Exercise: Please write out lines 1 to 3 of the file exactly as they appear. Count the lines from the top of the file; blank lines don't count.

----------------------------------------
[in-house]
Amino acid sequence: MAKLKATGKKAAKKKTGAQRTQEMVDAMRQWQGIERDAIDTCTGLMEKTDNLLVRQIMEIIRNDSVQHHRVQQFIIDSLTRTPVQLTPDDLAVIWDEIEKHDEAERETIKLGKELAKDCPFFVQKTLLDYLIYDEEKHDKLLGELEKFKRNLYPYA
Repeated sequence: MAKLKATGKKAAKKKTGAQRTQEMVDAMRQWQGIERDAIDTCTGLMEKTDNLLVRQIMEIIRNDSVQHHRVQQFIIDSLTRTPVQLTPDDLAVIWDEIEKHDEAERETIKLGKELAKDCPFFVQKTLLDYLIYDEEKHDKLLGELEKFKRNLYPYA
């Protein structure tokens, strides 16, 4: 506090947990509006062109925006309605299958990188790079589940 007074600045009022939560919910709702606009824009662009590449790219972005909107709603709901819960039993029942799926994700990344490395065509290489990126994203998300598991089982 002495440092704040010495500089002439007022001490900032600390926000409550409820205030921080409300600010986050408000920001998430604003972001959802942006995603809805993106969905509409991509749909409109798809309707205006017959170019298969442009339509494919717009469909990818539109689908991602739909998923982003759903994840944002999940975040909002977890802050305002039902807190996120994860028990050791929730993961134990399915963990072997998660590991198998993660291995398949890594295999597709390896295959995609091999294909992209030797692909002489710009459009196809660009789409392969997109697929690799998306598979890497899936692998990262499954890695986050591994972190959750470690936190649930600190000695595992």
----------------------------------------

[in-house]
Amino acid sequence: MAKLKATGKKAAKKKTGAQRTQEMVDAMRQWQGIERDAIDTCTGLMEKTDNLLVRQIMEIIRNDSVQHHRVQQFIIDSLTRTPVQLTPDDLAVIWDEIEKHDEAERETIKLGKELAKDCPFFVQKTLLDYLIYDEEKHDKLLGELEKFKRNLYPYA
Repeated sequence: MAKLKATGKKAAKKKTGAQRTQEMVDAMRQWQGIERDAIDTCTGLMEKTDNLLVRQIMEIIRNDSVQHHRVQQFIIDSLTRTPVQLTPDDLAVIWDEIEKHDEAERETIKLGKELAKDCPFFVQKTLLDYLIYDEEKHDKLLGELEKFKRNLYPYA